“I always used to order the same Dunkin’ order before every game. I was convinced if I didn’t drink my usual coffee the morning of a game, I wouldn’t do well.” – Rebecca Carkhuff – Former College Softball Player

“I would rub a tennis ball between my palms for the last 10-15 minutes on the bus before each game. It gave me a sense of comfort for some reason.” – Zachary Adamec – Former College Soccer Player

“My biggest ritual was wearing the same exact hat for every race throughout my collegiate career.” – Nick Johnson – Former College Rower

“After every game I always sat next to the same teammate on the bus and Portillos was my go-to for every post-game meal.” – Pat O’Malley – Former College Baseball Player

“The ONLY snack I could have during a meet was goldfish and a room-temperature red Gatorade.” – Jeff Smith – Former College Swimmer

“During games I always had to wear the same undershirt that my grandmother sent me from Puerto Rico.” – Chris Reoyo – Former College Soccer Player

“I had to make sure to get Subway before every single game. Turkey, ham and bacon was always my order!” – Lance Robinson – Former College Basketball Player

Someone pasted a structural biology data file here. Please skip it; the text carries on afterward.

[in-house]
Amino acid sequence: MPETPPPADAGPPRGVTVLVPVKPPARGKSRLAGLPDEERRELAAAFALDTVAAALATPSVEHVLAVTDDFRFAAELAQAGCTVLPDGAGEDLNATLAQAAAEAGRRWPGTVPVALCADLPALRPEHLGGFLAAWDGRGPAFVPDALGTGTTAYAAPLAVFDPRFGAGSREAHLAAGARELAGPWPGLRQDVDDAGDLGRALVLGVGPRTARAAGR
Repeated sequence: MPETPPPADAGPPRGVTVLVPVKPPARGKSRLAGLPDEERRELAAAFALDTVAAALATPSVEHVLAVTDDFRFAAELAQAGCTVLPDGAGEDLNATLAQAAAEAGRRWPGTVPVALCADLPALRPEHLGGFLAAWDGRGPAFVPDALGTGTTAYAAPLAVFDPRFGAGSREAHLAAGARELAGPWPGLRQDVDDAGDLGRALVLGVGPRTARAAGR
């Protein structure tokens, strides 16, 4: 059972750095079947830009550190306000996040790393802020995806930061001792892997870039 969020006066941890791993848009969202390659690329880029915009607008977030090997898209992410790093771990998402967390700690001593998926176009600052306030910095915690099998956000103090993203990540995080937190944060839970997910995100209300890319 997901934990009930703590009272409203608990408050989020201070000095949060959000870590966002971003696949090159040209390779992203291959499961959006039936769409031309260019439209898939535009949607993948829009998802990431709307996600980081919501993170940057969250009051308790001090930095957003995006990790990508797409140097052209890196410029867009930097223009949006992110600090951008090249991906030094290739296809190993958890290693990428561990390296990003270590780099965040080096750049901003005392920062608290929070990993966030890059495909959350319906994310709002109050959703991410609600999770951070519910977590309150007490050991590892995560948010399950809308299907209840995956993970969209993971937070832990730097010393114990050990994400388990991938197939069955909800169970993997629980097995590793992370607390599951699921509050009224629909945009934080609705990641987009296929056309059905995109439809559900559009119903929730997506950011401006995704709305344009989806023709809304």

“My brothers taught me to look at the team I was directly competing against before the game and think to myself, “I’m better than you. I’m going to beat you all day long.” – Kate McArthur – Former College Soccer Player

“I used to listen to Brazilian songs prior to games to remind myself of home and all the people who helped me get to where I was.” – Marco Carvalho – Former College Soccer Player

“I visualized my races before every meet. I cracked all my joints and made sure to be behind the starting blocks getting ready at least 20 minutes before my race.” – Erin Petty – Former College Swimmer

“Right before the game, I would purposely miss a basket during warm-up. Then I would tell myself, “Okay, next one goes in,” and mentally visualize myself making the first shot I took in the game.” – Katie Broadway – Former College Basketball Player

“At the end of my pre-game stretching routine, I always ended with a handstand and held it for as long as I could. I was convinced the longer I held it, the better I’d pitch.” – Tommy Meyers – Former College Baseball Player